What have the various Homenets in Asia accomplished in the last year, and what can we do together to hasten the formation of an Asia-wide network?
Members of the Asian Regional Coordinating Committee (ARCC) created under the UNIFEM-FNV Project entitled “Strengthening the Network of Homebased Workers in Asia” met at the UNIFEM Regional Office in Bangkok, Thailand, 28-29 July to review and assess the progress made covering the period September 2002 to June 2003, as well as to identify requirements for future actions.
Present during the meeting were Rakawin Lee, Homenet Southeast Asia and Thailand coordinator; Rosalinda ‘Inday’ sPineda Ofreneo, also of Homenet Southeast Asia, representing PATAMABA (Homenet Philippines); Hesti Wijaya of MWPRI, representing Homenet Indonesia; Renana Jevhala of SEWA and Homenet India; and Sapna Joshi of Homenet South Asia. Lucy Lazo, now UNIFEM East and Southeast Asia Regional Program Adviser and formerly the ILO Chief Technical Adviser for the subregional project on rural homebased workers in Southeast Asia, was also there to facilitate the meeting.
The various HomeNets reported activities, outputs, and outcomes based on the objectives of the UNIFEM-FNV project. HomeNet South Asia, which covers, India, Pakistan, Nepal, Sri Lanka, and Bangladesh, shared their initial mapping results, their posters, publications and other accomplishments.
Strengthening HBW networks
In Indonesia, one major Homenet accomplishment was the formation and activation of the HWPRI or Association of Indonesian Women Homeworkers as a separate entity from the MWPRI but benefiting from its guidance. Homenet Indonesia also reported the conduct of a regional peer leadership training workshop; three regional coordination meetings covering six provinces from Central, East and West Java; and last but not least,.
PATAMABA (Homenet Philippines) took the following major strides: the holding of its fifth Congress; national strategic planning; organizational diagnosis and development; training on entrepreneurship and alternative skills development, leadership, organic farming, marketing and product promotion; and computer literacy and connectivity training involving basic computer use, e-mail and internet surfing, desktop publishing, and website development.
Homenet Thailand conducted a regional leadership training in the Northeast, as well as a meeting of the National Committee of the Network and Foundation.
Policy Advocacy on HBW Issues
In line with the goal of greater HBW visibility, Homenet Indonesia reported that the Central Bureau of Statistics (CBS) agreed to conduct a pilot survey on HBWs in Yogyagarta and Bali as a follow-up to the mapping project recently completed under UNIFEM auspices. The Department of Labour and Transmigration also agreed to lead the National Steering Committee on Homebased Workers together with Homenet Indonesia.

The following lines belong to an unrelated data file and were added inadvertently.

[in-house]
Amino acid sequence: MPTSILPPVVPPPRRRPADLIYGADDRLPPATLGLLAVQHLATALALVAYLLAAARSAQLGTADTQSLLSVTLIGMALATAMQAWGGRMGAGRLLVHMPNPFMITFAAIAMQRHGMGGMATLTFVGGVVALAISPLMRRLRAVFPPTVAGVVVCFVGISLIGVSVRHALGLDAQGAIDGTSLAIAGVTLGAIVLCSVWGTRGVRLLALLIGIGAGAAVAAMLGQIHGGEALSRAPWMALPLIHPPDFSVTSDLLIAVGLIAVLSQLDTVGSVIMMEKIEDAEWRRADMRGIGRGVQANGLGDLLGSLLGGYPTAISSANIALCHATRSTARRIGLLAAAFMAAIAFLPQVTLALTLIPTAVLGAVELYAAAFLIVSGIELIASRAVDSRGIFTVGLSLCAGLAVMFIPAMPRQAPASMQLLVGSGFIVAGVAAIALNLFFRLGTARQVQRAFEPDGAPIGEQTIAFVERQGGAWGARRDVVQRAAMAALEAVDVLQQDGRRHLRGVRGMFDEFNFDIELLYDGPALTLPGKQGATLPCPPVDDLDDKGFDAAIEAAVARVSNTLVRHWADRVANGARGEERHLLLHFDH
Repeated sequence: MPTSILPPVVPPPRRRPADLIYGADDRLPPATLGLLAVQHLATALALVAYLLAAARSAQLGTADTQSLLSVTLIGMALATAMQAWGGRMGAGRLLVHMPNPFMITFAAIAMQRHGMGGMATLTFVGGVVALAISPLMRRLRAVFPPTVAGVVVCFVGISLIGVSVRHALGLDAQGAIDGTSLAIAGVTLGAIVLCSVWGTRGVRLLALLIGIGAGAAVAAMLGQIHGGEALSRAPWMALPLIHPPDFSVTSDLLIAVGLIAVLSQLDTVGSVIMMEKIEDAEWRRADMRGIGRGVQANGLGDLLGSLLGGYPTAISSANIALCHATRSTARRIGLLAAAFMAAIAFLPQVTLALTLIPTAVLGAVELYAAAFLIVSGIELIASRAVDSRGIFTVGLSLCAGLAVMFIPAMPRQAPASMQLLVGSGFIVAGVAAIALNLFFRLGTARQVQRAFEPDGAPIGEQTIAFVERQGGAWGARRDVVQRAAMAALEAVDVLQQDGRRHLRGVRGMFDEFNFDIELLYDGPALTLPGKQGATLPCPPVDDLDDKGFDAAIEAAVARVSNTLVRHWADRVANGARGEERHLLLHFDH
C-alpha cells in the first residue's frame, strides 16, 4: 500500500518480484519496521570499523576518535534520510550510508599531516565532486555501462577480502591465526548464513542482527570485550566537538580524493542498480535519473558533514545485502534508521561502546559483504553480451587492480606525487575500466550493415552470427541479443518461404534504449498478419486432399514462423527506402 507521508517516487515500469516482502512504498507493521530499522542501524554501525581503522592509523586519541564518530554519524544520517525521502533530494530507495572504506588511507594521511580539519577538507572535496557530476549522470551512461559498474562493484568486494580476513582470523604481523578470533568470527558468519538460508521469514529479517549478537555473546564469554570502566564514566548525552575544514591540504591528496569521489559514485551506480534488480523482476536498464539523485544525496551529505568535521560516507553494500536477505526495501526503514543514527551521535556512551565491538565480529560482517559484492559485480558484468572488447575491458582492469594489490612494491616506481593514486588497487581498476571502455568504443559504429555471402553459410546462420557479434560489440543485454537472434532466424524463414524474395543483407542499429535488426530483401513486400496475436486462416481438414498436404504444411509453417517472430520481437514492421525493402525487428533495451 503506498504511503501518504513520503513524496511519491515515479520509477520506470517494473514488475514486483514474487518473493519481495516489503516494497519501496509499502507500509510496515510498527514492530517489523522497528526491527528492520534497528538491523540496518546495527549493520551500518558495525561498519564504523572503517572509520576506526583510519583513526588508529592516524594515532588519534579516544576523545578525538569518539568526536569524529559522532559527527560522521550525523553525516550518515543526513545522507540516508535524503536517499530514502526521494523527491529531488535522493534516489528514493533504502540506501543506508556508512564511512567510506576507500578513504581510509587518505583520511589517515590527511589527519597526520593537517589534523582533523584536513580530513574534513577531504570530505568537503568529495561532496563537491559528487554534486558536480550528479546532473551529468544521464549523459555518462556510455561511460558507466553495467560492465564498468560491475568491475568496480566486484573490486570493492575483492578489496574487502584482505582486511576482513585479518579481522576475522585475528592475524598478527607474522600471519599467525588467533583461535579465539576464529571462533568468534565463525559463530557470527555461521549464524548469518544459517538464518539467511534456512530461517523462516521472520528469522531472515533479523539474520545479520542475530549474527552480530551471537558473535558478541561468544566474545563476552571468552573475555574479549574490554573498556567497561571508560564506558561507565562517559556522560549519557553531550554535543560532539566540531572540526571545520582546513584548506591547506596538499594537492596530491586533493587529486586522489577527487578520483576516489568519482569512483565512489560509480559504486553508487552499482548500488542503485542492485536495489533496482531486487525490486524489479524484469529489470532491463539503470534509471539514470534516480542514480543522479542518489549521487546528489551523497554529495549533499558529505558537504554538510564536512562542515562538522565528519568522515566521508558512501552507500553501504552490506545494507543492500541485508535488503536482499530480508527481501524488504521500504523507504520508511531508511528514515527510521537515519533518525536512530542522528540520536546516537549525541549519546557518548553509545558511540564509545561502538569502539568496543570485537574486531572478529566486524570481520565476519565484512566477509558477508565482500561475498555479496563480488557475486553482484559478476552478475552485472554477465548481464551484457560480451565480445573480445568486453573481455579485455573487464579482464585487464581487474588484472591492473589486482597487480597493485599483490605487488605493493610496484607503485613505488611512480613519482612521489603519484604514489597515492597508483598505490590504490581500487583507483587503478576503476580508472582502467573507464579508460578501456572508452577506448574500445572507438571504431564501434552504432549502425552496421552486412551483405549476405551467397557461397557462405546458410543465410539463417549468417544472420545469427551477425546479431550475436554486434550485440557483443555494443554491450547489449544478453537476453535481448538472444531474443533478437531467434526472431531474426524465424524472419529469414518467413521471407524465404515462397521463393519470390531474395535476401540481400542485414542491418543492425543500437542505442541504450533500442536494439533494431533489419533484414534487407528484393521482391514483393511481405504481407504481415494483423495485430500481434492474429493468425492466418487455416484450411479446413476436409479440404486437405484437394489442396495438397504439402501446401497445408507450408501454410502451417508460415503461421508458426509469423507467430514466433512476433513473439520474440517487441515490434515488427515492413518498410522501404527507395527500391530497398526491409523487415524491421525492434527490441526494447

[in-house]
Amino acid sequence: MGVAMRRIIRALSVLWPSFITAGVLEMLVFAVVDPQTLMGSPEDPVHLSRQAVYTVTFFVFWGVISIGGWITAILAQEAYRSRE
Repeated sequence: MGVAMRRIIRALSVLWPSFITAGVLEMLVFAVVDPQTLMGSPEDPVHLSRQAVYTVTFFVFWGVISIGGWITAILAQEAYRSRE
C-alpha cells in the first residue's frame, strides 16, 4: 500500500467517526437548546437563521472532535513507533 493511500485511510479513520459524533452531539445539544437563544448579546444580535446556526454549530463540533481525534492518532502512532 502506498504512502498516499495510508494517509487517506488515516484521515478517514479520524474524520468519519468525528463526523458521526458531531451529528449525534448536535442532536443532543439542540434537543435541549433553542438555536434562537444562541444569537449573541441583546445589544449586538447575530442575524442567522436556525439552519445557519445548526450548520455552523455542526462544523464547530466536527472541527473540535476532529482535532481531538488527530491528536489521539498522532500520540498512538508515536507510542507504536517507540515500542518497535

In the Philippines, PATAMABA, together with other advocacy groups of informal workers, succeeded in pushing for the approval of a country program for “Institutionalizing Programs and Projects for the Informal Sector through Local Governments” which is now being implemented in Angono, Rizal with PATAMABA participation. Advocacy for greater access to productive resources resulted in the approval of training cum production grants from the Department of Labor and Employment, now being implemented in five PATAMABA areas. It has participated in meetings and campaigns of the Fair Trade Alliance, Freedom from Debt Coalition, and Stop the New Round Coalition.
Homenet Thailand has had high visibility in advocating for occupational health and safety. It has spearheaded a National Workshop on Health and Safety and Health Insurance for Workers in the Informal Economy, and has participated in another workshop to work out the strategies for attaining the same.
Promoting and Piloting Social Protection Mechanisms
Homenet Thailand and Homenet Philippines succeeded in getting approval from the Ford Foundation for a research proposal entitled “Extending Social Protection to Homeworkers in Thailand and the Philippines: Analyzing, Evaluating, and Sustaining the Work in Progress and Drawing Lessons from the Experience.” This is a two-year project which involves surveys, focus group discussions, case studies and life stories, as well as national and subregional validation workshops. .
At the national level, PATAMABA has been actively campaigning since 2002 for HBW membership in the Social Security System (SSS) now 734; Philhealth, now 617; Red Cross now 491; and damayan (indigenous scheme), now 2,647. It is documenting and implementing innovative pilot social protection schemes, including registering and federating damayans in Bulacan province, as well as launching a land, housing, and community-based health micro-insurance scheme in Angono, Rizal with the support of the local government, ILO, and other stakeholders.
On the part of Homenet Thailand, it is following up its pilot health scheme in the North, and is collaborating with the Mahidol University as well as ILO for training informal workers on occupational safety and health. It is also working for legislation for the legal protection of informal workers.